The addition of regional lists of megafauna to this page is inappropriate. While it is useful to list a few notable and/or interesting examples, and to have an image gallery as well, that is as far as the listing should go. Regional lists can go into the archived articles on my user page subpages. Note that the megafauna list articles were removed from Wikipedia mainspace in part because of issues related to the definition of megafauna that have yet to be addressed. WolfmanSF (talk) 03:38, 19 October 2009 (UTC)

I agree, this page certainly doesn't need to host lists of all megafauna arranged by region. That's simply impractical. T.carnifex (talk) 09:24, 19 October 2009 (UTC)

examples of megafauna[edit]

This examples of megafauna portion of the article seems to keep growing, and is already 1513 of the 2130 words in the article. Does anyone strongly object to trimming this back a fair amount? Googlemeister (talk) 19:36, 3 December 2009 (UTC)

How about we start by trying to hold the line here? The list has grown recently, due to an understandable tendency to try to fill in gaps (phylogenetic, geographic, ecological and temporal), which are now mostly filled, in my view. (The additions may also be in part a response to the deletion of a series of "list of megafauna" articles, which were filled with inappropriate examples. At least the examples here are appropriate.) I don't think this article should replicate too much of the largest organisms or largest prehistoric organisms articles, but this would be a weaker article without examples. The examples do serve to illustrate some evolutionary/biogeographic trends and patterns involving megafauna. WolfmanSF (talk) 06:33, 5 December 2009 (UTC)

Extinct giant humans as Megafauna.[edit]

I edited the article to include Homo Heidelbergensis among the list of Megafauna animals in the primate example section because:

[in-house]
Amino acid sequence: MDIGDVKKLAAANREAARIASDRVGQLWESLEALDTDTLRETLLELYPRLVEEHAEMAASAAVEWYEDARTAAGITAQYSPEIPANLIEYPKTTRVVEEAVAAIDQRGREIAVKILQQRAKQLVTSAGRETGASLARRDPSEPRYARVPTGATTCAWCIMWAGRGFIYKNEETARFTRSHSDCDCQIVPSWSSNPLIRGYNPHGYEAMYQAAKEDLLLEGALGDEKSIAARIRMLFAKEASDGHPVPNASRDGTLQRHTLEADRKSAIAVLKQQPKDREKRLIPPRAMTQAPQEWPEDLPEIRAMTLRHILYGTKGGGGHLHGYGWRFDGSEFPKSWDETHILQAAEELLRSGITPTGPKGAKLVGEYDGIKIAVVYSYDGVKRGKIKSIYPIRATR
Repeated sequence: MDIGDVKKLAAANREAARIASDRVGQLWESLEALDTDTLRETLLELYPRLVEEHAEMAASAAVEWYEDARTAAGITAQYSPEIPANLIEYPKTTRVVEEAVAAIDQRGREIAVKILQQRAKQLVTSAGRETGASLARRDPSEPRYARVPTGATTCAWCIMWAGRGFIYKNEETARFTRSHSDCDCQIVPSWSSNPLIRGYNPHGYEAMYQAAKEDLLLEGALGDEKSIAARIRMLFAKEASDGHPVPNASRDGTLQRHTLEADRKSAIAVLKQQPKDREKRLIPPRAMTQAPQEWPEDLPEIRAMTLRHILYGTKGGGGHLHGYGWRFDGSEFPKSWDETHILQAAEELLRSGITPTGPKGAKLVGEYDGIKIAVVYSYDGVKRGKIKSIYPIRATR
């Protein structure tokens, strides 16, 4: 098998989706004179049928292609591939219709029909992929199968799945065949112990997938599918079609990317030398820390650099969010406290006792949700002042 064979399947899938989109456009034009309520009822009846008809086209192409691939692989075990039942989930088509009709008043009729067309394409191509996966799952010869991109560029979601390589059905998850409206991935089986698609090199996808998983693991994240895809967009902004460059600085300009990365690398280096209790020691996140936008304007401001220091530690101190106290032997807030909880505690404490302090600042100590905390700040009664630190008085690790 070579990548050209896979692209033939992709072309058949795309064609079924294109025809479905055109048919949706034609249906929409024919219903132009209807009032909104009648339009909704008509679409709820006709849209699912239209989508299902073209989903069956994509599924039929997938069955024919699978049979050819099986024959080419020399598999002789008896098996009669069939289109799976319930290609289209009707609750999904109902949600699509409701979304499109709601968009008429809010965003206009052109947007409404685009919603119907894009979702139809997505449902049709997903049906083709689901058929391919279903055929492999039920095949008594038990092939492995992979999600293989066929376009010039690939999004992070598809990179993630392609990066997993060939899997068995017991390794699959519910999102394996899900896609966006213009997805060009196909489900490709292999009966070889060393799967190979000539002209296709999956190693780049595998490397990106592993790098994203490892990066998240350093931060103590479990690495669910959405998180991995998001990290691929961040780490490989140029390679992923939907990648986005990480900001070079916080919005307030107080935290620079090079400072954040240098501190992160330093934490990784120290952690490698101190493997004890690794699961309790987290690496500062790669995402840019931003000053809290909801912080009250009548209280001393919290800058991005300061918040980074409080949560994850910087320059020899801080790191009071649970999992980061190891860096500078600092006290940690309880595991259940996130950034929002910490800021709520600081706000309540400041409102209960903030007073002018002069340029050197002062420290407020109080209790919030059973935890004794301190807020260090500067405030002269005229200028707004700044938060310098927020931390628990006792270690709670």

1. Humans, and their Hominid descendants are animals.

2. These archaic humans in South Africa were considerably larger and taller than modern and ancient man, (routinely up to 20 to 30% taller)(1) and the term Megafauna (large animal, or "Giant" animal) can be used in a strictly scientific sense to describe these primitive early "giant", "very large" or "large" humans just as it can describe the "Giant" short faced bear, which was up to roughly 30% taller than the average Kodiak and Polar bears of today.

3. The article seems to suggest this is allowable by saying, "This thus includes many species not popularly thought of as overly large, such as white-tailed deer and red kangaroo, as well as humans." It then goes on to list red kangaroo among the Mega-Fauna animal examples, therefore I see no reason why mega, or giant forms of early man cannot also be included in the selection of examples, just below Gigantopithecus.

Concerning Homo Heidelbergensis:

(1) The species was tall, 1.8 m (6 ft) on average, and more muscular than modern humans. According to Professor Lee R. Berger of the University of Witwatersrand, numerous fossil bones indicate some populations of Heidelbergensis were "giants" routinely over 2.13 m (7 ft) tall and inhabited South Africa between 0.5 million and 300,000 years ago.

-- (talk) 01:02, 19 February 2011 (UTC)

The idea that there was once a giant population of Homo heidelbergensis in southern Africa is quite intriguing. Unfortunately, the only source I see for this idea is an interview with Professor Berger, in which only a brief discussion is devoted to the subject. I'd like to hold off on adding this to the list until we have more and better sources, including peer-reviewed scientific publications. If you can find any such publications, please mention them here. Thanks, WolfmanSF (talk) 03:40, 19 February 2011 (UTC)

The human evolution source book Russell L. Ciochon, John G. Fleagle - 2006 pg. 394.

"...In Chapter 51, Chris Ruff and colleagues discuss "Body Mass and Encephalization in Pleistocene Homo." Using new regressions based on femoral head diameter and skeletal dimensions, they find that from the early Pleistocene through the upper Paleolithic, extinct populations of Homo were much larger in size than modern people — some middle Pleistocene hominids were truly giants, with estimates of nearly 100 kg (220 lb) for fossils from Berg Alkas (Berg Aukas) or Bodo. Moreover, this large body size shows no geographic pattern. These estimates agree with other estimates based on cranial dimensions (Kappelman, 1996; Aiello and Wood, 1994)."

Primate adaptation and evolution John G. Fleagle - 1999 pg. 536.